Shohei Ohtani’s patience may be wearing thin with the Angels’ consistent lack of success. Los Angeles’s two-way superstar has repeatedly indicated his desire to win to the press, sparking a plethora of rumors regarding his intentions once he becomes a free agent. With only one season left until he is scheduled to hit the open market, every word that comes out of Ohtani’s mouth is going to be perceived as a potential clue as to his future plans.
On Tuesday, Ohtani arrived home in his Japan where he spoke with reporters, including Koji Ueda of the Associated Press. This time, he not only reiterated his commitment to winning, but explicitly stated his disappointment with the Angels’ inability to win. Speaking in Japanese, Ohtani said that “August and September in particular felt longer to me than last year” because the Angels “were not able to play as many good games as we would like — including 14 consecutive losses. So I have a rather negative impression of this season.”
These statements lamenting the final stretch of the Angels’ season come even as Ohtani closed his season on an absolute tear. From August on, the reigning AL MVP slashed .303/.363/.560, posted a wRC+ of 156, and logged a 1.62 ERA over 66 2/3 innings. It speaks volumes about Ohtani’s team-first mentality that he would describe August and September as specifically woeful, considering how fantastic his individual performance was during that timeframe.
The Angels finished 73-89 in 2022, 13 games back of Tampa Bay for the final wild card spot. In Ohtani’s five seasons, the Halos have never had a record at or above .500 and have ended each season at least ten games behind the AL West champion, despite frequently getting world-class production out of Ohtani and Mike Trout. They will also face difficulties in changing their fortunes going forward. The Angels’ farm system was ranked dead last in MLB.com’s 2022 midseason rankings and features only one top-100 prospect in catcher Logan O’Hoppe (#67). As such, they do not have many young assets with which they could flip into Major League-ready players via trade. Also, with owner Arte Moreno exploring a sale of the club, it’s unknown how willing he will be to make major investments in the free agent market this winter.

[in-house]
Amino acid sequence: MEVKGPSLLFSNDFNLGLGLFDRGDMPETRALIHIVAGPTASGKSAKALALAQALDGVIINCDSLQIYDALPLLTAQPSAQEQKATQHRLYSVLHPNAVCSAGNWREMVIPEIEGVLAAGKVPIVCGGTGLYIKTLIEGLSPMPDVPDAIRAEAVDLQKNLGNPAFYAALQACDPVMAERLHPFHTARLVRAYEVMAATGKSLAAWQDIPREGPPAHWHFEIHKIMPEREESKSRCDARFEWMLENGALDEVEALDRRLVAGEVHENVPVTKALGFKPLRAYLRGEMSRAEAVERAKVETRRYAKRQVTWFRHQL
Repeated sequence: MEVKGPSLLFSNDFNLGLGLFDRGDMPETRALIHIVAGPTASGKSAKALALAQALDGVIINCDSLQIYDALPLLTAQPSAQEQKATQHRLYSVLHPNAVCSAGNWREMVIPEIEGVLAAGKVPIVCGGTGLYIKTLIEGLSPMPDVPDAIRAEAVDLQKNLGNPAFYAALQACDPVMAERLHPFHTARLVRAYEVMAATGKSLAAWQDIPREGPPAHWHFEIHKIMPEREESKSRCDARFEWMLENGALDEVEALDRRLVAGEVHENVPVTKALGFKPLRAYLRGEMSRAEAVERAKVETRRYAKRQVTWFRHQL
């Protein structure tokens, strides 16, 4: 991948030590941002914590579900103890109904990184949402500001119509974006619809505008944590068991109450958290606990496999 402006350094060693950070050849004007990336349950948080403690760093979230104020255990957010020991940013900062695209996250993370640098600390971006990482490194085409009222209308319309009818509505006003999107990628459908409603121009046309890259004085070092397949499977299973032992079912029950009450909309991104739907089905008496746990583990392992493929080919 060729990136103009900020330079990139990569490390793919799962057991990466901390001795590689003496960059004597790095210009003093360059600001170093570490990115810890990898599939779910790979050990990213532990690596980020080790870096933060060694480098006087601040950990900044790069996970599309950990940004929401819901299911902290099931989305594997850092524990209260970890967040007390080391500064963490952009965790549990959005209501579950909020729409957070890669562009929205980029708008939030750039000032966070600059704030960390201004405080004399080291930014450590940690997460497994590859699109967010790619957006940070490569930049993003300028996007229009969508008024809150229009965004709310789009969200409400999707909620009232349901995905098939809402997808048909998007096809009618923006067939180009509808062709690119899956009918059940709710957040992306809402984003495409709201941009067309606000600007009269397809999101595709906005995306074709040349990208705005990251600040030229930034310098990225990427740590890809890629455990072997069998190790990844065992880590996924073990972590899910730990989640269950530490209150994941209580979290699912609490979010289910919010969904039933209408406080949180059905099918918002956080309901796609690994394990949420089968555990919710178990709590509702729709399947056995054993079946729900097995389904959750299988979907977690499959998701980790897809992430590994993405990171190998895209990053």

With the club underperforming this year, the Angels considered Ohtani trades at the deadline but Moreno reportedly put the kibosh on that plan. Of course, if the team has a new owner, that has the potential to change things. If the team is having another disappointing season as next year’s deadline approaches, the trade rumors will only grow louder.
Like everything involving Ohtani, his trade market would no doubt be unprecedented and allow the Angels to add a large pile of young talent to their system. In fact, Ohtani has already demonstrated a capacity to break records on the market, having agreed to a $30 million contract in his final year of arbitration, the largest ever for an arbitration eligible player.
What is uncertain is which team would have the motivation and assets to unload a massive prospect haul for one guaranteed year, or just a few months, of Ohtani. Contending teams would be most likely to hedge a big chunk of their future to do so, but there are only so many contenders with sufficient farm systems to land him. The Dodgers, Guardians, and Rays are the only three playoff teams with farm systems ranked in the top 10 of MLB.com’s 2022 midseason farm system rankings. Additionally, the Mets, Cardinals, and Yankees all have at least four top-100 prospects that, if included in a theoretical deal, could help a deal come together.
Whether Ohtani stays an Angel or is traded somewhere else, speculation regarding his future is sure to dominate headlines in 2023.